"You make better choices if you approach your contact sheets cold, separating the editing from the picture taking as much as possible." -- Garry Winogrand
|Photo: Garry Winogrand|
Back in my undergraduate days at the University of Minnesota I heard about Garry Winogrand and for some reason never really paid attention to his work. I just knew of him as the eccentric guy who shot thousands of rolls of film and never developed them. This was of course before the internet and before ease of access to information and photographs by and about people. I was more interested in learning about Walter Iooss Jr. and Eddie Adams. After all I was a journalism major and art was only my minor.
Things have changed and as I have moved further away from the journalism world my focus has shifted to personal work and more artistic styles. Recently I came across an article by street photographer Eric Kim, titled "10 Things Garry Winogrand Can Teach You About Street Photography". In this lengthy article I found that I had missed something important by dismissing Winogrand's work.
So what did I miss? After all, wasn't he merely some eccentric with millions of photos and wild ideas about never looking at his own work? He died with more than 2,500 rolls of undeveloped film and another 6,500 rolls developed but never proofed. Why would anybody shoot pictures and never look at them?
He was waiting for the right moment. His ideas about waiting to review your work make sense. He was trying as best he could to remove his personal emotional attachment from an image before he decided if it was good or bad. If you go to a concert and you have a lot of fun with your friends and you grab a quick snapshot with your phone and rush to share it, are you sharing it with everybody because it is a great photo, or just because it is a moment that you are enjoying and that happiness of the moment makes you feel the photo is good and worth sharing? Winogrand understood this idea. He would wait months to look at his film, trying to let as much time pass as he could so that the specific events of that day and how he was feeling were not an issue when he edited through his work.
He was from the film age. You did not have the instant gratification of a digital screen to immediately view the images back then. It was a chore to get the images from potential nothings on a chemical coated strip of plastic to a realized photograph. Would he work the same way today in the age of Snapchat and Instagram? Would he use thick strips of gaffer's tape across the back of his LCD screen on his digital camera? Would he wait months or even years to share an image? What would his Instagram feed look like?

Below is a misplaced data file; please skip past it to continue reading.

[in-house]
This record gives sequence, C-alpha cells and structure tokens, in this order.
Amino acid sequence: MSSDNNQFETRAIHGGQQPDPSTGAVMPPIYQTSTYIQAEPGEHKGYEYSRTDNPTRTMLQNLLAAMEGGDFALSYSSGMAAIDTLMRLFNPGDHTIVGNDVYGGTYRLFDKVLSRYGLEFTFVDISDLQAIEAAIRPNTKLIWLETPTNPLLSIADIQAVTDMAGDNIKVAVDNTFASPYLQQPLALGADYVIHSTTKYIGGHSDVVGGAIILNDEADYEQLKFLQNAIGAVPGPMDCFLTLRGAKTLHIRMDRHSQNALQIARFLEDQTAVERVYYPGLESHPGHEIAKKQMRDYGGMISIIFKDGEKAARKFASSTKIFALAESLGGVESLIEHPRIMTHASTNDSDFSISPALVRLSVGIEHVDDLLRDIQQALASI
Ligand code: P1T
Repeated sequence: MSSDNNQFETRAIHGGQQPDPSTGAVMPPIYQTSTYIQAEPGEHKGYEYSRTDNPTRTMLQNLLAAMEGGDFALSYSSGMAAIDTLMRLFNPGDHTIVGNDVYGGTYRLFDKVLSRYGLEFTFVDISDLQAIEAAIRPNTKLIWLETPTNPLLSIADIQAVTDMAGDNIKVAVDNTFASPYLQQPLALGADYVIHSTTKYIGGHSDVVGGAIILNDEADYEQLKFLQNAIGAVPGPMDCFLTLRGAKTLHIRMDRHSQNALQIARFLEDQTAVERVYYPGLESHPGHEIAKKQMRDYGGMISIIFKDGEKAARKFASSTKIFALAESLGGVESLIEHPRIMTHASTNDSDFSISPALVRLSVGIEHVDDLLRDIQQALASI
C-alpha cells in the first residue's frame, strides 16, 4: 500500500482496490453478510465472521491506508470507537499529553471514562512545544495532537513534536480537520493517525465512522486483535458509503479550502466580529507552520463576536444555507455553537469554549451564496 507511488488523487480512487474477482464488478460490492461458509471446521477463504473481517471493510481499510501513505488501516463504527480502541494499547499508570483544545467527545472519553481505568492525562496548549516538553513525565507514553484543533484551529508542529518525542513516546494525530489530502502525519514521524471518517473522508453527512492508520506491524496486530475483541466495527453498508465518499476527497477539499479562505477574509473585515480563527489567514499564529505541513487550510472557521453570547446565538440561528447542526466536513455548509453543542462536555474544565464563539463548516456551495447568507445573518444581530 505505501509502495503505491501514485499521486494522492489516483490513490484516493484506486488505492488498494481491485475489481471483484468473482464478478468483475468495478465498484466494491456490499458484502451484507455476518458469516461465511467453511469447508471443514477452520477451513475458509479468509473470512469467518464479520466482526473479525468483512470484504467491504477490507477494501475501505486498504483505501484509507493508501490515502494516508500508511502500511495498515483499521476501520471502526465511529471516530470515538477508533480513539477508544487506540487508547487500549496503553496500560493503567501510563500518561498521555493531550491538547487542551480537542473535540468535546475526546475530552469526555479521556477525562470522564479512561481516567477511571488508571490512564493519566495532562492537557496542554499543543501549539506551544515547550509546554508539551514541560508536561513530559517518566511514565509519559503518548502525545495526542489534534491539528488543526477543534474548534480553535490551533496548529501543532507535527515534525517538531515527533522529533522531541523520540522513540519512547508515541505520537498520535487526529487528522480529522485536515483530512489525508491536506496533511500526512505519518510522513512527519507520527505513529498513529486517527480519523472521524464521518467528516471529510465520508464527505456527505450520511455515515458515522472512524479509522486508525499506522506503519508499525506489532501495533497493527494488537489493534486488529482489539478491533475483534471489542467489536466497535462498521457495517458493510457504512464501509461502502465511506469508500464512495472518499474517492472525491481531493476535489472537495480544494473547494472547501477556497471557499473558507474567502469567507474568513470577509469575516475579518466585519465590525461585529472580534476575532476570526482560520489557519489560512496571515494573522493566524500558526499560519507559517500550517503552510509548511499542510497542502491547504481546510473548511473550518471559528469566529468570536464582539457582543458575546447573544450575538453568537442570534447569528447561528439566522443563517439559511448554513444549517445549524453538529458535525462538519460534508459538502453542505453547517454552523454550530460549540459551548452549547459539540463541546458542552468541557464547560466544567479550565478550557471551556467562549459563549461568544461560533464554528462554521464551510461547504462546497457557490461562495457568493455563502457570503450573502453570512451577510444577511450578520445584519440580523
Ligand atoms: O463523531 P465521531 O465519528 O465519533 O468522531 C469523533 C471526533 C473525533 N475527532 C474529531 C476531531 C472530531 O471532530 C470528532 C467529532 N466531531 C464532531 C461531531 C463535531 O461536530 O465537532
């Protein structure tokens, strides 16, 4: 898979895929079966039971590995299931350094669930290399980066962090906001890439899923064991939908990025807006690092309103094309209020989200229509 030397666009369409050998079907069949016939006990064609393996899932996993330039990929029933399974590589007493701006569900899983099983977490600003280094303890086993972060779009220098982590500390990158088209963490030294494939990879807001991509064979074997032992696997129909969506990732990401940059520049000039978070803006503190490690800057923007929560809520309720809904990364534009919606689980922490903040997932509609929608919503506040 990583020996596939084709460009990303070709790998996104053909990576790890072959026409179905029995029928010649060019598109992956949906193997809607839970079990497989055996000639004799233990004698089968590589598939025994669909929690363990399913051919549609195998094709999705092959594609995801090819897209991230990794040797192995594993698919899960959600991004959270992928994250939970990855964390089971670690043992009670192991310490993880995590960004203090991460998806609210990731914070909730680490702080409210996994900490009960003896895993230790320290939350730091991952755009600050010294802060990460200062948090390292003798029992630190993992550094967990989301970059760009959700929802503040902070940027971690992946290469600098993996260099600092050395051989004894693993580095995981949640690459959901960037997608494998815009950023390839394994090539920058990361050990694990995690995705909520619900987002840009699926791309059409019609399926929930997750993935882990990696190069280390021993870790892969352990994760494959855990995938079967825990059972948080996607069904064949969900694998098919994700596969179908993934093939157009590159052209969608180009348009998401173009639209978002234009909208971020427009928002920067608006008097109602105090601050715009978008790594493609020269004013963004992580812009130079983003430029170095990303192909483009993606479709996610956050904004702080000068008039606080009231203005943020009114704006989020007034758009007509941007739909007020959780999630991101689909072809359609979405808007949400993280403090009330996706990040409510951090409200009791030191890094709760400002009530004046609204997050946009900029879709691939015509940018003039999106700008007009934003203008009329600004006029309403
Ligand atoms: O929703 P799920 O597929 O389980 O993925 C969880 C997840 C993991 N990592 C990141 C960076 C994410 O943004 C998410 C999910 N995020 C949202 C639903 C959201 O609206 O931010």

Regardless of his tools I would say he would still be waiting, trying to discern the right time to look at a photograph before deciding if it was good enough.
We have so much instant gratification in our frenzied lives today. Movies on demand, next day (and even same day) delivery, 24-hour news. When was the last time you slowed down though? When did you live with an image you shot and digested it fully before deciding it was the one you really wanted to be out in the world telling the story you wanted to tell?
Personally, I got sucked into the trap of editing in a hurry when I worked for the newspaper world. Soup the film, dry it in the film can with a blow drier so it could be done fast, rip through the rolls with a lupe on the light table, then scan the selected frame, type the caption and go on to the next thing. When we went to digital cameras in 2000 it got even faster. I never made contact prints for the newspapers after I left The Minnesota Daily. Just learned to edit from the negatives.
Now it is years later and I ave overfull external hard-drives with more than 200,000 images. Images I know I will never need. Images of used cars for car ads, out of focus sports images, fifteen similar shots of a large group, trying to get one good frame where nobody blinked. I do not want to simply hit the delete button on everything. Some of the images are interesting to me still. Some are worth keeping. So I have been picking away in spurts at these folders full of photo, sorted by month and year. What Winogrand was doing makes sense. Not in a sense that works economically - to get paid for the photos the printers needed them that day - but his idea makes sense that time weakens that emotional attachment to the image. I pull up a folder of images onto my screen and instantly I start seeing good and bad images. At the same time there are often questions in my head: Where did I shoot that? What was the story? And the big one - is this worth keeping?
Sometimes as I sort through these images I find things I have absolutely no recollection of having taken. a few times it turns out I did not. Working with other staff photographers I on a few occasions ended up with other people's images in my archives. It is interesting to go through the work and find myself that neutral about the image. I am no longer excited about the image because the person was nice or rude, I am no longer looking at the images with the viewpoint of having had a fight with a editor that day or feeling good from a great bike ride.
Sometimes it is a good thing to walk away from your work and let it sit.